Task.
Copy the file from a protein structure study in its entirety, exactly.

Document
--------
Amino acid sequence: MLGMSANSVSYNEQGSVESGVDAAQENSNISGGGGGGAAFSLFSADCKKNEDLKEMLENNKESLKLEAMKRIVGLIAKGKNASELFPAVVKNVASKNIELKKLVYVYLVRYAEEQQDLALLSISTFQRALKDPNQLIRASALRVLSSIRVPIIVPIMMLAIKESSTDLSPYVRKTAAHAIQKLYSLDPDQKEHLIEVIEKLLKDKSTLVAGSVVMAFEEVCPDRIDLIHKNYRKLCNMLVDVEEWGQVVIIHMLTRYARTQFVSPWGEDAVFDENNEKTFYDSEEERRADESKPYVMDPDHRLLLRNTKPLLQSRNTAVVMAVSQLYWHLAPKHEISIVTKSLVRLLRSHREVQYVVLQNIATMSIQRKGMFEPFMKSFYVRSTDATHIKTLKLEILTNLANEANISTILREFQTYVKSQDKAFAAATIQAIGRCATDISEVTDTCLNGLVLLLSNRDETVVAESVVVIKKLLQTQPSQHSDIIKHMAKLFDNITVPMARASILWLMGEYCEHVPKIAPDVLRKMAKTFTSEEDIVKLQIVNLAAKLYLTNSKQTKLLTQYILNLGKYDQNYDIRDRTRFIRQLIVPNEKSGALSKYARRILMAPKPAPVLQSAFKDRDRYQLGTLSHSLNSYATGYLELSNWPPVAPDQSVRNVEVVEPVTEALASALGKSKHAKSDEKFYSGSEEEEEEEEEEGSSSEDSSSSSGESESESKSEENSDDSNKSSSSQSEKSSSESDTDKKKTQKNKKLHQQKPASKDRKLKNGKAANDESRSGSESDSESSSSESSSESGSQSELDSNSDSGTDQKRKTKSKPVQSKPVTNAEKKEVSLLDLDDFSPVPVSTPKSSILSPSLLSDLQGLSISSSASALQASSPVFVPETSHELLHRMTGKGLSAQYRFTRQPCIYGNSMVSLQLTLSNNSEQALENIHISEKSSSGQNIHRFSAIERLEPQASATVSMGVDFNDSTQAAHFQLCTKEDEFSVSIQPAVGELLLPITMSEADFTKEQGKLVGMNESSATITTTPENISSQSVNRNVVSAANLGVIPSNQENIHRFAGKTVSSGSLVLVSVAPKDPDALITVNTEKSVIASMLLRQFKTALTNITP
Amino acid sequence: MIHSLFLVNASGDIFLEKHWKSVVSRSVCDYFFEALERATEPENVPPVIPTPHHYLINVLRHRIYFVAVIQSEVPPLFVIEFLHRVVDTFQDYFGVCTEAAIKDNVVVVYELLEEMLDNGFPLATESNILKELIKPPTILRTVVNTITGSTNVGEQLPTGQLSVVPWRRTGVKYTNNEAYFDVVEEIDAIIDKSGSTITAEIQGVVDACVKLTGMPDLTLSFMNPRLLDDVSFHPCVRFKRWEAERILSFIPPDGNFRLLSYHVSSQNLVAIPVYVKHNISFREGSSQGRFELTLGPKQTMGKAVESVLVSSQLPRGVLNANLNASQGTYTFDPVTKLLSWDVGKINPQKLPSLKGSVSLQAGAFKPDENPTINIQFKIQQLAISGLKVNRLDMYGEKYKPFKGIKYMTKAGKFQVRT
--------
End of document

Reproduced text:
Amino acid sequence: MLGMSANSVSYNEQGSVESGVDAAQENSNISGGGGGGAAFSLFSADCKKNEDLKEMLENNKESLKLEAMKRIVGLIAKGKNASELFPAVVKNVASKNIELKKLVYVYLVRYAEEQQDLALLSISTFQRALKDPNQLIRASALRVLSSIRVPIIVPIMMLAIKESSTDLSPYVRKTAAHAIQKLYSLDPDQKEHLIEVIEKLLKDKSTLVAGSVVMAFEEVCPDRIDLIHKNYRKLCNMLVDVEEWGQVVIIHMLTRYARTQFVSPWGEDAVFDENNEKTFYDSEEERRADESKPYVMDPDHRLLLRNTKPLLQSRNTAVVMAVSQLYWHLAPKHEISIVTKSLVRLLRSHREVQYVVLQNIATMSIQRKGMFEPFMKSFYVRSTDATHIKTLKLEILTNLANEANISTILREFQTYVKSQDKAFAAATIQAIGRCATDISEVTDTCLNGLVLLLSNRDETVVAESVVVIKKLLQTQPSQHSDIIKHMAKLFDNITVPMARASILWLMGEYCEHVPKIAPDVLRKMAKTFTSEEDIVKLQIVNLAAKLYLTNSKQTKLLTQYILNLGKYDQNYDIRDRTRFIRQLIVPNEKSGALSKYARRILMAPKPAPVLQSAFKDRDRYQLGTLSHSLNSYATGYLELSNWPPVAPDQSVRNVEVVEPVTEALASALGKSKHAKSDEKFYSGSEEEEEEEEEEGSSSEDSSSSSGESESESKSEENSDDSNKSSSSQSEKSSSESDTDKKKTQKNKKLHQQKPASKDRKLKNGKAANDESRSGSESDSESSSSESSSESGSQSELDSNSDSGTDQKRKTKSKPVQSKPVTNAEKKEVSLLDLDDFSPVPVSTPKSSILSPSLLSDLQGLSISSSASALQASSPVFVPETSHELLHRMTGKGLSAQYRFTRQPCIYGNSMVSLQLTLSNNSEQALENIHISEKSSSGQNIHRFSAIERLEPQASATVSMGVDFNDSTQAAHFQLCTKEDEFSVSIQPAVGELLLPITMSEADFTKEQGKLVGMNESSATITTTPENISSQSVNRNVVSAANLGVIPSNQENIHRFAGKTVSSGSLVLVSVAPKDPDALITVNTEKSVIASMLLRQFKTALTNITP
Amino acid sequence: MIHSLFLVNASGDIFLEKHWKSVVSRSVCDYFFEALERATEPENVPPVIPTPHHYLINVLRHRIYFVAVIQSEVPPLFVIEFLHRVVDTFQDYFGVCTEAAIKDNVVVVYELLEEMLDNGFPLATESNILKELIKPPTILRTVVNTITGSTNVGEQLPTGQLSVVPWRRTGVKYTNNEAYFDVVEEIDAIIDKSGSTITAEIQGVVDACVKLTGMPDLTLSFMNPRLLDDVSFHPCVRFKRWEAERILSFIPPDGNFRLLSYHVSSQNLVAIPVYVKHNISFREGSSQGRFELTLGPKQTMGKAVESVLVSSQLPRGVLNANLNASQGTYTFDPVTKLLSWDVGKINPQKLPSLKGSVSLQAGAFKPDENPTINIQFKIQQLAISGLKVNRLDMYGEKYKPFKGIKYMTKAGKFQVRT